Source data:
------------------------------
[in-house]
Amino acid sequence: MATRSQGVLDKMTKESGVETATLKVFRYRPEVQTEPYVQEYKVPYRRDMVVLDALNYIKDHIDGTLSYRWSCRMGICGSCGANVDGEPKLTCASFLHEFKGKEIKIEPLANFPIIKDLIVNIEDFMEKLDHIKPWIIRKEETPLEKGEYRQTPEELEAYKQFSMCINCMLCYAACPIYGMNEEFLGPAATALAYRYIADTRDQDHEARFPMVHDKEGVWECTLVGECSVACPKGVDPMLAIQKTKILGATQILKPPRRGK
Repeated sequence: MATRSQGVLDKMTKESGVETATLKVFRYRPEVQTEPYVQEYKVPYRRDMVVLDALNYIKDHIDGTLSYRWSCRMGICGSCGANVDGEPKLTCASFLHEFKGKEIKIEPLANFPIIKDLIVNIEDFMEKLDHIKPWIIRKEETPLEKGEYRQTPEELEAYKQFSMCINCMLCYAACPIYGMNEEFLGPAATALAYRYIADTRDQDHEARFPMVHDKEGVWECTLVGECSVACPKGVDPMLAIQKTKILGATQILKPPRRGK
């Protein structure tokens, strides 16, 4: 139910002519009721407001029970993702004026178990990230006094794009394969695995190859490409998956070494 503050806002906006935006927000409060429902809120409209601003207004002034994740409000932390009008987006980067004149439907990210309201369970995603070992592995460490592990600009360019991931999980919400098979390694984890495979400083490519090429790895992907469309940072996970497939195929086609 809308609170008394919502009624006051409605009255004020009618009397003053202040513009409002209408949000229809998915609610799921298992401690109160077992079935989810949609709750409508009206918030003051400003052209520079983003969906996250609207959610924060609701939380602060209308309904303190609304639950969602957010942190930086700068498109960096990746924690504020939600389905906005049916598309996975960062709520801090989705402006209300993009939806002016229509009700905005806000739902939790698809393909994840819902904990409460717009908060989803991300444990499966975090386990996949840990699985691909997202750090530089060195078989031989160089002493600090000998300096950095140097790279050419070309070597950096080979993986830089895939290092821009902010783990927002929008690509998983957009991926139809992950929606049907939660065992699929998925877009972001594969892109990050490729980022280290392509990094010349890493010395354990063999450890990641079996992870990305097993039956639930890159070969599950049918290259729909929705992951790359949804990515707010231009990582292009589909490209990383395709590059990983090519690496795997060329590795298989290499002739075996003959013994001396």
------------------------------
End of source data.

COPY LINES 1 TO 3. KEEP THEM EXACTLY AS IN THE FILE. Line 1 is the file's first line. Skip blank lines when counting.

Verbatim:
[in-house]
Amino acid sequence: MATRSQGVLDKMTKESGVETATLKVFRYRPEVQTEPYVQEYKVPYRRDMVVLDALNYIKDHIDGTLSYRWSCRMGICGSCGANVDGEPKLTCASFLHEFKGKEIKIEPLANFPIIKDLIVNIEDFMEKLDHIKPWIIRKEETPLEKGEYRQTPEELEAYKQFSMCINCMLCYAACPIYGMNEEFLGPAATALAYRYIADTRDQDHEARFPMVHDKEGVWECTLVGECSVACPKGVDPMLAIQKTKILGATQILKPPRRGK
Repeated sequence: MATRSQGVLDKMTKESGVETATLKVFRYRPEVQTEPYVQEYKVPYRRDMVVLDALNYIKDHIDGTLSYRWSCRMGICGSCGANVDGEPKLTCASFLHEFKGKEIKIEPLANFPIIKDLIVNIEDFMEKLDHIKPWIIRKEETPLEKGEYRQTPEELEAYKQFSMCINCMLCYAACPIYGMNEEFLGPAATALAYRYIADTRDQDHEARFPMVHDKEGVWECTLVGECSVACPKGVDPMLAIQKTKILGATQILKPPRRGK